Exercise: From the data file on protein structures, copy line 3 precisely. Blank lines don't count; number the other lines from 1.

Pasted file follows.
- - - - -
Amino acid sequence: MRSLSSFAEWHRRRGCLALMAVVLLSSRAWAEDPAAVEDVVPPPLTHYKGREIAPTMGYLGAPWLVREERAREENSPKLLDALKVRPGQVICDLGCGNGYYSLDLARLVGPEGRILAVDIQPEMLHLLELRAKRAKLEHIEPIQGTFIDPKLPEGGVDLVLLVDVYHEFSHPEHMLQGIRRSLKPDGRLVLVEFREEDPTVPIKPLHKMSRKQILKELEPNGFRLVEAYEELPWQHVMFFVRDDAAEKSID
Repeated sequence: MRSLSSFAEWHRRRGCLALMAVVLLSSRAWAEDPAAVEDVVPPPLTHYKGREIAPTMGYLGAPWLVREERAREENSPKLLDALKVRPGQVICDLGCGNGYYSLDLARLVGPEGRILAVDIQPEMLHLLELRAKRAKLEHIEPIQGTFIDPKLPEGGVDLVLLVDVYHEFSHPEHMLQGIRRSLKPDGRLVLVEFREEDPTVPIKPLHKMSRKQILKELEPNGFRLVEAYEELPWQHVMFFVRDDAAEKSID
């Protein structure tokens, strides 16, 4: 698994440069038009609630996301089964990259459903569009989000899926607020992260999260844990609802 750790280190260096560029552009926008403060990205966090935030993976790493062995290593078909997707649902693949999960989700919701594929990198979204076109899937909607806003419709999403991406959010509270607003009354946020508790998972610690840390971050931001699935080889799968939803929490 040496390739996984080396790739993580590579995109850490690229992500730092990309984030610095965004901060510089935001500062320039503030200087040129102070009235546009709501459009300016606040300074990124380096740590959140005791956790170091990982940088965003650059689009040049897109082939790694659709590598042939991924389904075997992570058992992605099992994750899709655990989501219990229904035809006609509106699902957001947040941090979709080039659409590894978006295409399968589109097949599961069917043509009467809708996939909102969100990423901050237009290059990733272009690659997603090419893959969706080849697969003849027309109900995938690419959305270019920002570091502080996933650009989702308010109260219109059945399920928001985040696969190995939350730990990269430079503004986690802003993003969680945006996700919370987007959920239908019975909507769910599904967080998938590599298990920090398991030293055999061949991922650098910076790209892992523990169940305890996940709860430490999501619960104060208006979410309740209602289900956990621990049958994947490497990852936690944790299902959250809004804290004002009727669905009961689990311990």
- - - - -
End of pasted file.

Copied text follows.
């Protein structure tokens, strides 16, 4: 698994440069038009609630996301089964990259459903569009989000899926607020992260999260844990609802 750790280190260096560029552009926008403060990205966090935030993976790493062995290593078909997707649902693949999960989700919701594929990198979204076109899937909607806003419709999403991406959010509270607003009354946020508790998972610690840390971050931001699935080889799968939803929490 040496390739996984080396790739993580590579995109850490690229992500730092990309984030610095965004901060510089935001500062320039503030200087040129102070009235546009709501459009300016606040300074990124380096740590959140005791956790170091990982940088965003650059689009040049897109082939790694659709590598042939991924389904075997992570058992992605099992994750899709655990989501219990229904035809006609509106699902957001947040941090979709080039659409590894978006295409399968589109097949599961069917043509009467809708996939909102969100990423901050237009290059990733272009690659997603090419893959969706080849697969003849027309109900995938690419959305270019920002570091502080996933650009989702308010109260219109059945399920928001985040696969190995939350730990990269430079503004986690802003993003969680945006996700919370987007959920239908019975909507769910599904967080998938590599298990920090398991030293055999061949991922650098910076790209892992523990169940305890996940709860430490999501619960104060208006979410309740209602289900956990621990049958994947490497990852936690944790299902959250809004804290004002009727669905009961689990311990």